A cubic milliliter of semen produced by a rooster contains an average of 3–5 million sperm. The sperm of the fowl has a long, pointed head and a long tail when viewed under a microscope.
The testicles also produce androgen hormones, which influence the development of secondary sexual characteristics like comb growth, mating, and other male behaviors.
Penises are very rare in the world of birds. Only 3% of birds have a penis, and they are flightless birds like kiwis, emus, ostriches, and ducks. Bird penises are fundamentally different from mammal penises. They are erected by lymph (the fluid circulating through the lymphatic system) and not blood.
Bird reproduction occurs during summer and spring only—when there is plenty of food. During this period, the sizes of the testicles and ovarian follicles increase.
In male birds of all breeds, reproduction occurs under the influence of testosterone. Birds also have other effects such as increased aggressive behavior, muscle hypertrophy, and decreased fat storage that birds need for migration flights.
According to ornithologists, mating is frequently driven by the males with their violent pigment, flamboyant displays of their feathers, and aptness to initiate sexual contact.
On the other hand, in most bird species, the female makes the final decision to either accept or reject a male courting her.
The female birds have bright plumage, and they compete for the males, assuming the lead courtship role.
According to Irby J. Lovette, director of the Fuller Evolutionary Biology Program at the Cornell Lab of Ornithology, about 10% of the bird species, unlike most animals, are known to participate in interspecies mating.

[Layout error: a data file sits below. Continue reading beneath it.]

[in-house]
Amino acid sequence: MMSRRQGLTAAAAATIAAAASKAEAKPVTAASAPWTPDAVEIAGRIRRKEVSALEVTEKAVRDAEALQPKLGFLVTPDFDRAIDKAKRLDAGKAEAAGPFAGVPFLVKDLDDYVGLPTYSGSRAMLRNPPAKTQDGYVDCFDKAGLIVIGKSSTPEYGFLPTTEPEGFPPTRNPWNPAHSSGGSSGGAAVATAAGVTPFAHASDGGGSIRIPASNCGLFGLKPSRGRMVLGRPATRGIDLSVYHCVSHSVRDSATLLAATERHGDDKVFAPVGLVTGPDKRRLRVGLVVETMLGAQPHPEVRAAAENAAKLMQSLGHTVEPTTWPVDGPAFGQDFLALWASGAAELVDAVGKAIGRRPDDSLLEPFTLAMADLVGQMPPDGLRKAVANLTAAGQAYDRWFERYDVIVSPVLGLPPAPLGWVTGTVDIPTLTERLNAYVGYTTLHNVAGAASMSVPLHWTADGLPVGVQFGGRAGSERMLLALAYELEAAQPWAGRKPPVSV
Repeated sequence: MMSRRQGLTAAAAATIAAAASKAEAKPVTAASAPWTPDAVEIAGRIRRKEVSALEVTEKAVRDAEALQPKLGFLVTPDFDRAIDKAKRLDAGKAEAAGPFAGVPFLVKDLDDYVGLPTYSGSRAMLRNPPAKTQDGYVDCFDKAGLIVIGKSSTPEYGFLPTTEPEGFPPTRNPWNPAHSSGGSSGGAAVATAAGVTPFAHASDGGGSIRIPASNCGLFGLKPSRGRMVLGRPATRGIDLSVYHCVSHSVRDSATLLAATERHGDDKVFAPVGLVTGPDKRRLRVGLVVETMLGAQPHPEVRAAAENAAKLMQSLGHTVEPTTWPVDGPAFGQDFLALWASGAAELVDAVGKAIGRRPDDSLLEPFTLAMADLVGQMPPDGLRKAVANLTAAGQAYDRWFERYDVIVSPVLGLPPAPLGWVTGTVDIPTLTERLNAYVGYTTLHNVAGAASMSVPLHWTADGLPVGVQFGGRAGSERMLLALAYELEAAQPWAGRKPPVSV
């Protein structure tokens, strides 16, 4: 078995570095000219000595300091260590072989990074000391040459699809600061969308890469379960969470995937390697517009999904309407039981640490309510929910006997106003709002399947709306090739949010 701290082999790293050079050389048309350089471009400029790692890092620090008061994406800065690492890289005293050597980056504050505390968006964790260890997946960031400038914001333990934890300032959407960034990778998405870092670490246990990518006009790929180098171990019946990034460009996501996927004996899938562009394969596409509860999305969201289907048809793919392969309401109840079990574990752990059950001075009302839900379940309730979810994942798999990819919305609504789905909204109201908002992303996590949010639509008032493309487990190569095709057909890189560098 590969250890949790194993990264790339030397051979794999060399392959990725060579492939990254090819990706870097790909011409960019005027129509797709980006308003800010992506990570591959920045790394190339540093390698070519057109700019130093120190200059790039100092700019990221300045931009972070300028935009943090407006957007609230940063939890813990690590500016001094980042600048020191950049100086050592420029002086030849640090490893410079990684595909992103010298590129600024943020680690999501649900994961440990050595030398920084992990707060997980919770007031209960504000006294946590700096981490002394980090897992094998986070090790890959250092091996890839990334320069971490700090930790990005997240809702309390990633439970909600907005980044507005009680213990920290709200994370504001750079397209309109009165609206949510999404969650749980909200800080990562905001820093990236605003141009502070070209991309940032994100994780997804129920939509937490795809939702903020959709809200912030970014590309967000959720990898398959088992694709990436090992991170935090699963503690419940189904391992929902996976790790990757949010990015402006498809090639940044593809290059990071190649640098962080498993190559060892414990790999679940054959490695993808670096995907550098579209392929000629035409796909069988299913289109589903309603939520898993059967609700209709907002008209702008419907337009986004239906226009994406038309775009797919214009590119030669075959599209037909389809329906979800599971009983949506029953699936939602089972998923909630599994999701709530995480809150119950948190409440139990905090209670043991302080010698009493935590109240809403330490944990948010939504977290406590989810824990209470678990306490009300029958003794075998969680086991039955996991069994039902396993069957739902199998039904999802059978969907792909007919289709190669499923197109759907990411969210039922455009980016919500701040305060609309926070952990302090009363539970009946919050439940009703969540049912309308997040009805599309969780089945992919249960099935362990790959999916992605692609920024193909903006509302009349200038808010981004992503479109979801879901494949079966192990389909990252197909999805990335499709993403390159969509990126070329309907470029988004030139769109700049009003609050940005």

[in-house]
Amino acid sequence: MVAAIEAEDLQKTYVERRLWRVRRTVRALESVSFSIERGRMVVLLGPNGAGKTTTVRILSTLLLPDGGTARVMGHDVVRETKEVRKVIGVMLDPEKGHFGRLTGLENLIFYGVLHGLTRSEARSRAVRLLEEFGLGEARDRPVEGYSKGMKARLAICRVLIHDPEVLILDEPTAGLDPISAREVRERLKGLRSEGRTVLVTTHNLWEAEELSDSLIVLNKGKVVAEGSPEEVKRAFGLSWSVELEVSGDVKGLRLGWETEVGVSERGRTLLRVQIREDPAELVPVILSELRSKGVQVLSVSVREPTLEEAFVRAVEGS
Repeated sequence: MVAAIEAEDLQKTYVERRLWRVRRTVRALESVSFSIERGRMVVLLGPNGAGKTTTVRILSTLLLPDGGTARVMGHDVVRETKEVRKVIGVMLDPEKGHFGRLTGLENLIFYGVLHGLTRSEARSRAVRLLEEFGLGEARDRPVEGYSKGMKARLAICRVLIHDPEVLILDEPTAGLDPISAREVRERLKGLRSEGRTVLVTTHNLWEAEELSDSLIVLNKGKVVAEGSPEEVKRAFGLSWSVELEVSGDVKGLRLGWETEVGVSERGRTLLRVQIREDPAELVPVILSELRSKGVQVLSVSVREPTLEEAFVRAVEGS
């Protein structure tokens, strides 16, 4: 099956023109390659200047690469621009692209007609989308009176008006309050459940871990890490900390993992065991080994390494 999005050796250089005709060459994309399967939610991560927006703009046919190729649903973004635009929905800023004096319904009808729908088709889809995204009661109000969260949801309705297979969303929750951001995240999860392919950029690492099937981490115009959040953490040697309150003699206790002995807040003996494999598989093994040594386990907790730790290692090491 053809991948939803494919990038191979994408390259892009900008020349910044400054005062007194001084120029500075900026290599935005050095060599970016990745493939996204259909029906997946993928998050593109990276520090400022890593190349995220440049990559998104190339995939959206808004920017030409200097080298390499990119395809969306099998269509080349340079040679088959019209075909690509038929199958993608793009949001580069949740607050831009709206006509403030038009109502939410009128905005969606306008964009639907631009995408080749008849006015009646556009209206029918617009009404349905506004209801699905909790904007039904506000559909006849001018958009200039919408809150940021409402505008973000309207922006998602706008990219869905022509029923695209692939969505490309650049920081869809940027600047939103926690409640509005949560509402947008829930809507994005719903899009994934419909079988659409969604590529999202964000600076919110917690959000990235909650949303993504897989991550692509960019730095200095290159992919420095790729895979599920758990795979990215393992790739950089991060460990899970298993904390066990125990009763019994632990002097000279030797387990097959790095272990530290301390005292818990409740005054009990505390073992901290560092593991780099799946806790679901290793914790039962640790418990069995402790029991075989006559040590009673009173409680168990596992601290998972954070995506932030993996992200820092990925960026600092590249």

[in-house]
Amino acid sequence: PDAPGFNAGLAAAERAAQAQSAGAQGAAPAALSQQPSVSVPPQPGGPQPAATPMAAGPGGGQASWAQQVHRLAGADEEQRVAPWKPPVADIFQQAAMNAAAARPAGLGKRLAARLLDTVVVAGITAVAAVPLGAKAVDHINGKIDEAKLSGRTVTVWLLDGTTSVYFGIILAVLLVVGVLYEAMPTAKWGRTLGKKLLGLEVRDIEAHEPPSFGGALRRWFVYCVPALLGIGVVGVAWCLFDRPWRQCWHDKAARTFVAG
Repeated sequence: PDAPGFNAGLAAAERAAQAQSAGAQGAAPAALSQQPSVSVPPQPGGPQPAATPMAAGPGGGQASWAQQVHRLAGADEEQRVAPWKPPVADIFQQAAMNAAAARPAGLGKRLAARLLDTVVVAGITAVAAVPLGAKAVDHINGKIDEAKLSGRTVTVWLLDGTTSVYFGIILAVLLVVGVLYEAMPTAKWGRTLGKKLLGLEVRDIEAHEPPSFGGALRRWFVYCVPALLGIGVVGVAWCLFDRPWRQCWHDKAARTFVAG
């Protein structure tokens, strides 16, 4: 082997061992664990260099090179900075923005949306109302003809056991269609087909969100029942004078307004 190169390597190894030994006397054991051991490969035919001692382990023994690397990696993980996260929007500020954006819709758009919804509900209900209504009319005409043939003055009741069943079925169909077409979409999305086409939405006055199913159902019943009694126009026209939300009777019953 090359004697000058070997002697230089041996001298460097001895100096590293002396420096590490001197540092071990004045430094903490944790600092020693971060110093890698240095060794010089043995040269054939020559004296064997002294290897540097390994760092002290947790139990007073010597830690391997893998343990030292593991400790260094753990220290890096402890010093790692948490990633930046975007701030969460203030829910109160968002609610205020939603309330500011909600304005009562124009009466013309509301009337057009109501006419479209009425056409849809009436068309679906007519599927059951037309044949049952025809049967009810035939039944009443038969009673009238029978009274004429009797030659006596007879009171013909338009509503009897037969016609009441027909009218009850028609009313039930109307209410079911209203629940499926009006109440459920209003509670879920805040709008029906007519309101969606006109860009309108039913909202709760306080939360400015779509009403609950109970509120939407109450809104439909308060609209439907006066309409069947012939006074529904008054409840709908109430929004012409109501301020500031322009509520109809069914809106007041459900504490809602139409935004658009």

A primary example is breeding between mallard ducks and black ducks found in the eastern United States. Since many hybrids born of interspecies mating die young or are incapable of passing on their genes themselves, this process is seen as evolutionarily successful.
The parent that incubates differs immensely among species. Most bird parents share incubation responsibilities. For example, Double-Crested Cormorants relieve each other frequently (every hour or less). In other birds, such as some sandpipers, doves, and pigeons, the male incubates during the day, and the female incubates at night.
In polyandrous birds where the female mates with more than one male, the male is usually the sole incubator.
Other bird species have varying patterns. One or both sexes incubate the eggs, depending on various circumstances. These circumstances can be things like the distance to food supplies and predation pressures.
Male birds have two testicles. These testicles do not hang but remain inside the body. They are found high in the body cavity behind the stomach and look like white-colored kidneys. Some birds have larger testicles than others. The left testicle in birds is normally bigger than the right one. Most birds are also monogamous and take responsibility for their young.
Featured Image Credit: Jesse Nguyen, Shutterstock
Robert’s obsession with all things optical started early in life, when his optician father would bring home prototypes for Robert to play with. Nowadays, Robert is dedicated to helping others find the right optics for their needs. His hobbies include astronomy, astrophysics, and model building. Originally from Newark, NJ, he resides in Santa Fe, New Mexico, where the nighttime skies are filled with glittering stars.